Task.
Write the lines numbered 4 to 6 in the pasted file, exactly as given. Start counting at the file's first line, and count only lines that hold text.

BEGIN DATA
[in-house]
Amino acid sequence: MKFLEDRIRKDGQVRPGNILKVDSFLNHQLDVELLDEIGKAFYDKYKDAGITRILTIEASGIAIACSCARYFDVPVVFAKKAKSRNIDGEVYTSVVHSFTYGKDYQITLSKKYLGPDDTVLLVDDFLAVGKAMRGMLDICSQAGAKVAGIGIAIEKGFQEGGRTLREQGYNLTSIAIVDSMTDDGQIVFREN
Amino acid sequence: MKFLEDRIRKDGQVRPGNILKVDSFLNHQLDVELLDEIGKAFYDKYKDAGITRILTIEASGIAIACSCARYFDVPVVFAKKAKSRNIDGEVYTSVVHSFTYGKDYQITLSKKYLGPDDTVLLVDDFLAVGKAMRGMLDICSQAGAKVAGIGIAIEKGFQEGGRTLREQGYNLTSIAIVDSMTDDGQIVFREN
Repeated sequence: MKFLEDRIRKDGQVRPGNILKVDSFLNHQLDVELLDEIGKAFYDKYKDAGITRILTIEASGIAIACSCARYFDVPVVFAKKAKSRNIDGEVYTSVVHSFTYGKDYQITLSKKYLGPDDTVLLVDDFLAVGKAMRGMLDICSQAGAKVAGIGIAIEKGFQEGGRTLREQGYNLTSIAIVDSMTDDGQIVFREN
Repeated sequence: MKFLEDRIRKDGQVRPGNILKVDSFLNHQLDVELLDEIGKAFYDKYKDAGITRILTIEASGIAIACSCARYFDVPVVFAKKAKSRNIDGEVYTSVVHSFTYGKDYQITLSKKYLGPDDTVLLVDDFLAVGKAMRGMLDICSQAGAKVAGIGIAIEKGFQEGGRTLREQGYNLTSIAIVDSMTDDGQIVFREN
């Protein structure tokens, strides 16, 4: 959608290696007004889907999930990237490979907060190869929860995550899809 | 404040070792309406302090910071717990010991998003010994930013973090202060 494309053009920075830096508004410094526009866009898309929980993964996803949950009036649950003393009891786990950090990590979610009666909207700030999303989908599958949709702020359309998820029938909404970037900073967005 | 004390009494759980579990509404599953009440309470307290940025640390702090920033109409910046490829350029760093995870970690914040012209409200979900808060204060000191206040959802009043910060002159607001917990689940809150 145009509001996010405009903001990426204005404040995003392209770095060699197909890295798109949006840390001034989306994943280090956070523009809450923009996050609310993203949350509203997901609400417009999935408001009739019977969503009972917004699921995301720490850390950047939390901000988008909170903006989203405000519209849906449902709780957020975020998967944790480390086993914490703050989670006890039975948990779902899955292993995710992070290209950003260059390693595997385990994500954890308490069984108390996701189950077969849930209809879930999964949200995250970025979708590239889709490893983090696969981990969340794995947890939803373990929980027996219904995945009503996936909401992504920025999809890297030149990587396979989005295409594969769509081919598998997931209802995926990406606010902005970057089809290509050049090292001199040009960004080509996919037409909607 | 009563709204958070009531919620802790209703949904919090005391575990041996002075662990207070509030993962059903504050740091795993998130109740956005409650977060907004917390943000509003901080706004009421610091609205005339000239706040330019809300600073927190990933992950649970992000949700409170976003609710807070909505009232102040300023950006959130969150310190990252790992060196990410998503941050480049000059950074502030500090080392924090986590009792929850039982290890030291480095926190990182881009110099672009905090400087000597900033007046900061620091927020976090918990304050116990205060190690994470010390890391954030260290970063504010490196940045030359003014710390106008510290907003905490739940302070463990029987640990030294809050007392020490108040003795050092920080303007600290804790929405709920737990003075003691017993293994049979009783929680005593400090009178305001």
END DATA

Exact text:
Repeated sequence: MKFLEDRIRKDGQVRPGNILKVDSFLNHQLDVELLDEIGKAFYDKYKDAGITRILTIEASGIAIACSCARYFDVPVVFAKKAKSRNIDGEVYTSVVHSFTYGKDYQITLSKKYLGPDDTVLLVDDFLAVGKAMRGMLDICSQAGAKVAGIGIAIEKGFQEGGRTLREQGYNLTSIAIVDSMTDDGQIVFREN
Repeated sequence: MKFLEDRIRKDGQVRPGNILKVDSFLNHQLDVELLDEIGKAFYDKYKDAGITRILTIEASGIAIACSCARYFDVPVVFAKKAKSRNIDGEVYTSVVHSFTYGKDYQITLSKKYLGPDDTVLLVDDFLAVGKAMRGMLDICSQAGAKVAGIGIAIEKGFQEGGRTLREQGYNLTSIAIVDSMTDDGQIVFREN
């Protein structure tokens, strides 16, 4: 959608290696007004889907999930990237490979907060190869929860995550899809 | 404040070792309406302090910071717990010991998003010994930013973090202060 494309053009920075830096508004410094526009866009898309929980993964996803949950009036649950003393009891786990950090990590979610009666909207700030999303989908599958949709702020359309998820029938909404970037900073967005 | 004390009494759980579990509404599953009440309470307290940025640390702090920033109409910046490829350029760093995870970690914040012209409200979900808060204060000191206040959802009043910060002159607001917990689940809150 145009509001996010405009903001990426204005404040995003392209770095060699197909890295798109949006840390001034989306994943280090956070523009809450923009996050609310993203949350509203997901609400417009999935408001009739019977969503009972917004699921995301720490850390950047939390901000988008909170903006989203405000519209849906449902709780957020975020998967944790480390086993914490703050989670006890039975948990779902899955292993995710992070290209950003260059390693595997385990994500954890308490069984108390996701189950077969849930209809879930999964949200995250970025979708590239889709490893983090696969981990969340794995947890939803373990929980027996219904995945009503996936909401992504920025999809890297030149990587396979989005295409594969769509081919598998997931209802995926990406606010902005970057089809290509050049090292001199040009960004080509996919037409909607 | 009563709204958070009531919620802790209703949904919090005391575990041996002075662990207070509030993962059903504050740091795993998130109740956005409650977060907004917390943000509003901080706004009421610091609205005339000239706040330019809300600073927190990933992950649970992000949700409170976003609710807070909505009232102040300023950006959130969150310190990252790992060196990410998503941050480049000059950074502030500090080392924090986590009792929850039982290890030291480095926190990182881009110099672009905090400087000597900033007046900061620091927020976090918990304050116990205060190690994470010390890391954030260290970063504010490196940045030359003014710390106008510290907003905490739940302070463990029987640990030294809050007392020490108040003795050092920080303007600290804790929405709920737990003075003691017993293994049979009783929680005593400090009178305001």